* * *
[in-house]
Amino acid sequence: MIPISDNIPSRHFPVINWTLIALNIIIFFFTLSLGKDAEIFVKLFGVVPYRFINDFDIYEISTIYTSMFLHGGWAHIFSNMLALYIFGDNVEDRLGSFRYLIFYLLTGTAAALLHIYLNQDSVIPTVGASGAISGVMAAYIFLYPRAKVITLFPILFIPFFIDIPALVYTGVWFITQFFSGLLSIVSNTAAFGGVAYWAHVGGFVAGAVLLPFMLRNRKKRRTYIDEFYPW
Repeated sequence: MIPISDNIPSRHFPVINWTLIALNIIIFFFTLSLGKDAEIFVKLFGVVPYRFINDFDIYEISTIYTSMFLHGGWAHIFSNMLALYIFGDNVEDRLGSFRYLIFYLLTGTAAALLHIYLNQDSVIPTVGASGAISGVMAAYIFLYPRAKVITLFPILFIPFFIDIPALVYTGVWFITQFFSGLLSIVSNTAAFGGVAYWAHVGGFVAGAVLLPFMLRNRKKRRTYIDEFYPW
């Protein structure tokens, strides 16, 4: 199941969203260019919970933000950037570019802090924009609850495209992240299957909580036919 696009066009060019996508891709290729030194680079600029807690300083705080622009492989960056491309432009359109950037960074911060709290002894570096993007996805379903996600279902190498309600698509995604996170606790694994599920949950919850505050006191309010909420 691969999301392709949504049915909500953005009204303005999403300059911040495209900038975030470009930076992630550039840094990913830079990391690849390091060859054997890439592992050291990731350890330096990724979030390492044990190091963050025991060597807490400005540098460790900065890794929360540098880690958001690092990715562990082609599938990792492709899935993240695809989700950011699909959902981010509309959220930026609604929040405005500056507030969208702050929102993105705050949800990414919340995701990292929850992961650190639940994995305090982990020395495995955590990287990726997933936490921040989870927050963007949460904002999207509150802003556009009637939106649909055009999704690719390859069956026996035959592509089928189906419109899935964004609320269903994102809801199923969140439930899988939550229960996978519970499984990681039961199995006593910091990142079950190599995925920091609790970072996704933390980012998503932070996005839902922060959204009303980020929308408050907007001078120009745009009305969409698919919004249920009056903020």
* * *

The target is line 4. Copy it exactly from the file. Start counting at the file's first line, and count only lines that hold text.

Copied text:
């Protein structure tokens, strides 16, 4: 199941969203260019919970933000950037570019802090924009609850495209992240299957909580036919 696009066009060019996508891709290729030194680079600029807690300083705080622009492989960056491309432009359109950037960074911060709290002894570096993007996805379903996600279902190498309600698509995604996170606790694994599920949950919850505050006191309010909420 691969999301392709949504049915909500953005009204303005999403300059911040495209900038975030470009930076992630550039840094990913830079990391690849390091060859054997890439592992050291990731350890330096990724979030390492044990190091963050025991060597807490400005540098460790900065890794929360540098880690958001690092990715562990082609599938990792492709899935993240695809989700950011699909959902981010509309959220930026609604929040405005500056507030969208702050929102993105705050949800990414919340995701990292929850992961650190639940994995305090982990020395495995955590990287990726997933936490921040989870927050963007949460904002999207509150802003556009009637939106649909055009999704690719390859069956026996035959592509089928189906419109899935964004609320269903994102809801199923969140439930899988939550229960996978519970499984990681039961199995006593910091990142079950190599995925920091609790970072996704933390980012998503932070996005839902922060959204009303980020929308408050907007001078120009745009009305969409698919919004249920009056903020």